Flash and SSD is all the rage with storage vendors today. Terms like SLC, MLC, EMLC, PCI-based, flash-backed, flash-fronted, and flash-accelerated are thrown around like you're supposed to know what the hell they all mean and why it matters. Here's the secret to understanding flash: It doesn't matter. What matters is that the storage system can deliver a given amount of storage at a given amount of IOPS with a given amount of power in a given number of rack units. Whether the vendor uses flash, spinning disks, RAM, squirrels, monkeys, or coconuts doesn't really matter. To paraphrase Jerry Seinfeld's bit about over-communicative airline pilots, "Yeah, fine.. whatever... You just do whatever the hell you gotta do back there to support my requirements."
Some vendors are pure flash, some are a mix, and some do all their magic in RAM and use 100% spinning disks. Whether a vendor uses flash or not has no bearing on whether they can build a storage system that meets your VDI needs. So if they use flash, fine. Whatever. If not, that's fine too.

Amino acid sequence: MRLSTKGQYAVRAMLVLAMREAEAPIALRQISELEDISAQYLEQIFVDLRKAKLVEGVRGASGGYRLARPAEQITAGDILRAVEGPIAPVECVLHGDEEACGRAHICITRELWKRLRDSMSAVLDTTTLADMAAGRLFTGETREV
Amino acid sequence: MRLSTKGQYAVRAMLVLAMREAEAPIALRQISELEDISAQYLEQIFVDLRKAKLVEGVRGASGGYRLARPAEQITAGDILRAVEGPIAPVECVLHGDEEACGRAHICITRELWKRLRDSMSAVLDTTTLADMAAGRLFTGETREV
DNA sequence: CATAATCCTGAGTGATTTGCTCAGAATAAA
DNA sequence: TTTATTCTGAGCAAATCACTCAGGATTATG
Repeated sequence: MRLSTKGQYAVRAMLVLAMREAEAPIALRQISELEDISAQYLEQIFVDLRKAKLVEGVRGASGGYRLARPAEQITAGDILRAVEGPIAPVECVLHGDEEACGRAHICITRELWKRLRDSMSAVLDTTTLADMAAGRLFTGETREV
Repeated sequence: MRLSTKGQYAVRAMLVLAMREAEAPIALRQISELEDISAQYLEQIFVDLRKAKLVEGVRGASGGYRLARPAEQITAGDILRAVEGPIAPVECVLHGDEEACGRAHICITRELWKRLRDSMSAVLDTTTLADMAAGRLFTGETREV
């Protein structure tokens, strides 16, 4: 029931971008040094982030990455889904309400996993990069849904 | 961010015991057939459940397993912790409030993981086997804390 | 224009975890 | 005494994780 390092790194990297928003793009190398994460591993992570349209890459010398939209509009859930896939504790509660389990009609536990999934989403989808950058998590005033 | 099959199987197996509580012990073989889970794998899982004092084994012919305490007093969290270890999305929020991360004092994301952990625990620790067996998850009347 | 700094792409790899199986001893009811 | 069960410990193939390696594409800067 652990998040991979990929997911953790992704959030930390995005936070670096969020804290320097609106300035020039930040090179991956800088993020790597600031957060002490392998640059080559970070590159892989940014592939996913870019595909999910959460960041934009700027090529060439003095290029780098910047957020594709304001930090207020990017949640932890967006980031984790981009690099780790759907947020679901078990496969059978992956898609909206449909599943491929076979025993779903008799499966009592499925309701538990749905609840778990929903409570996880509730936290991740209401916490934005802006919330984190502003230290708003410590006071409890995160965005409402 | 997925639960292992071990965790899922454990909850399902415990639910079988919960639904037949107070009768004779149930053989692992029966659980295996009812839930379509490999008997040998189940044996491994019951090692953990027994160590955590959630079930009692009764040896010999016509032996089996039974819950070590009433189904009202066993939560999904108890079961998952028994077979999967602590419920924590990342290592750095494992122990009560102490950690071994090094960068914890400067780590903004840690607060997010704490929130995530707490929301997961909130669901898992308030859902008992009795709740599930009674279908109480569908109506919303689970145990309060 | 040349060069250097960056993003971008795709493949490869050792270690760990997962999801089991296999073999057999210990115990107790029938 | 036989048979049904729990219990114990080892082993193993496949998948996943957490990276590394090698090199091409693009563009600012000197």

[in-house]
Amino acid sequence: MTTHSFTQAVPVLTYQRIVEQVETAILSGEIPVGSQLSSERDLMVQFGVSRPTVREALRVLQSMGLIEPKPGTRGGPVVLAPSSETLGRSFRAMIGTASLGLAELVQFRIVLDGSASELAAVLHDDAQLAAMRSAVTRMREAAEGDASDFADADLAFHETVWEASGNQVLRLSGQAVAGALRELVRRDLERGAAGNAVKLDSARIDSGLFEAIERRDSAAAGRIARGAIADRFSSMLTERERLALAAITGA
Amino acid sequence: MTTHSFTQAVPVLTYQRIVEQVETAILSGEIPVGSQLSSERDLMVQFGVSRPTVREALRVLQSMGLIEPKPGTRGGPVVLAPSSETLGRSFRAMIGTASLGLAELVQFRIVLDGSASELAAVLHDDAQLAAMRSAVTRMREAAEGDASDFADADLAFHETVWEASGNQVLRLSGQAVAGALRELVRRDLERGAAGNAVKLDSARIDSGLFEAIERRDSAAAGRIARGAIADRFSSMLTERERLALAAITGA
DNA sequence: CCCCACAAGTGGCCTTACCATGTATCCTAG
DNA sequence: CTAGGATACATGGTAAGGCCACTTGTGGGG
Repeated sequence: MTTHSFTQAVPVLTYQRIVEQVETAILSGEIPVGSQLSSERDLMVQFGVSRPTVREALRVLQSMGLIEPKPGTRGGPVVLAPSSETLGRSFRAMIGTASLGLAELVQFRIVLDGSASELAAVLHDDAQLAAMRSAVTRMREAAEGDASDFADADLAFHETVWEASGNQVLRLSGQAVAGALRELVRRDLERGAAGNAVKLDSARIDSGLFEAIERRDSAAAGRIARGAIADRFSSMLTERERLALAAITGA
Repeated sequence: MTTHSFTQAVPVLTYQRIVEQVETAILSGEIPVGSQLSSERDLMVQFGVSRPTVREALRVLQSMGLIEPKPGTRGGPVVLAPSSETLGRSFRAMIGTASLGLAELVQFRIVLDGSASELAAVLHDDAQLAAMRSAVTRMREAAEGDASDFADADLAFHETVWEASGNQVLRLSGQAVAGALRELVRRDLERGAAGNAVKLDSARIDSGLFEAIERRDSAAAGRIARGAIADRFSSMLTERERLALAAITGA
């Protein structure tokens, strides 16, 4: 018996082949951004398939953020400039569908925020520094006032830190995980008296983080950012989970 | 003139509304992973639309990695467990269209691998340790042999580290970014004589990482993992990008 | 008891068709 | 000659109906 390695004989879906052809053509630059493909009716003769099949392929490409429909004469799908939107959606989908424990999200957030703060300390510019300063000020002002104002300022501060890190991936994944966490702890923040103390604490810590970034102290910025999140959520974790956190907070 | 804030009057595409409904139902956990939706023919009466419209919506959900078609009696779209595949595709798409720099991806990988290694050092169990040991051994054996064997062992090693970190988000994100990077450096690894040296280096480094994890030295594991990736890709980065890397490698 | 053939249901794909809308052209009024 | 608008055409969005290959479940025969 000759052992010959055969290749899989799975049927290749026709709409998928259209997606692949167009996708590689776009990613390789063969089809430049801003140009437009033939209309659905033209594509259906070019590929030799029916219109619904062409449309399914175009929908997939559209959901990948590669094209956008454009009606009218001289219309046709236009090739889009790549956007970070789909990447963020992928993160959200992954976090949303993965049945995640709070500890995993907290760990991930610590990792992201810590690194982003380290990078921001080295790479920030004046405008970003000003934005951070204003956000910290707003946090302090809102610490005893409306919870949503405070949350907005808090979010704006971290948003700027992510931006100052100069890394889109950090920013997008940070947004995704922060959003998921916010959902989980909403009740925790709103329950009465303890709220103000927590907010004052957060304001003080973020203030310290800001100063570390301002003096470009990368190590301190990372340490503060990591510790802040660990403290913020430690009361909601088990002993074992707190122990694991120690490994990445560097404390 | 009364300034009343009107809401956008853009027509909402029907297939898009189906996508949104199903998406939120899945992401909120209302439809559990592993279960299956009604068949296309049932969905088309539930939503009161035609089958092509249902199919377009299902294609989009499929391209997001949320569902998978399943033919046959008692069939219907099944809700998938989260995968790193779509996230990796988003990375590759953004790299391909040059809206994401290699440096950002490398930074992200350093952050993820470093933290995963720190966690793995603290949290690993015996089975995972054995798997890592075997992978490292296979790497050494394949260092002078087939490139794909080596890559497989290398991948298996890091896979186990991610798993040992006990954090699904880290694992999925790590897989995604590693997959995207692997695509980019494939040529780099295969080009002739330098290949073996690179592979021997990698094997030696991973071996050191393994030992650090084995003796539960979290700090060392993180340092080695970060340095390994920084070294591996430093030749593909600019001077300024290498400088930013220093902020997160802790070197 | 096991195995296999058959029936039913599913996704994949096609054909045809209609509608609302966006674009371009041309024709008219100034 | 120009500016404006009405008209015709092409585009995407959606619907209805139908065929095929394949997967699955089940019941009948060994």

Single instance block-level (a.k.a "inline dedupe") is required! Or.. wait.. is it??
I've written and spoken several times this year that "single instance block-level storage" (also known as "inline deduping" is required for persistent VDI today. But just like what I wrote in the previous item about flash, this issue is an "in the weeds" technical nuance that doesn't really matter. (I'm going to change my phrasing around that moving forward.) Sure, single instance block-level storage / inline deduping is one technique that many vendors use to support persistent VDI, but it's not the only way. (Some just have great caching, others serialize writes, etc.) At the end of the day I don't really care what technique the vendor uses to support my persistent desktops at a required IOPS and price point. Whether they use inline dedupe or not is up to them—I don't care how they do it.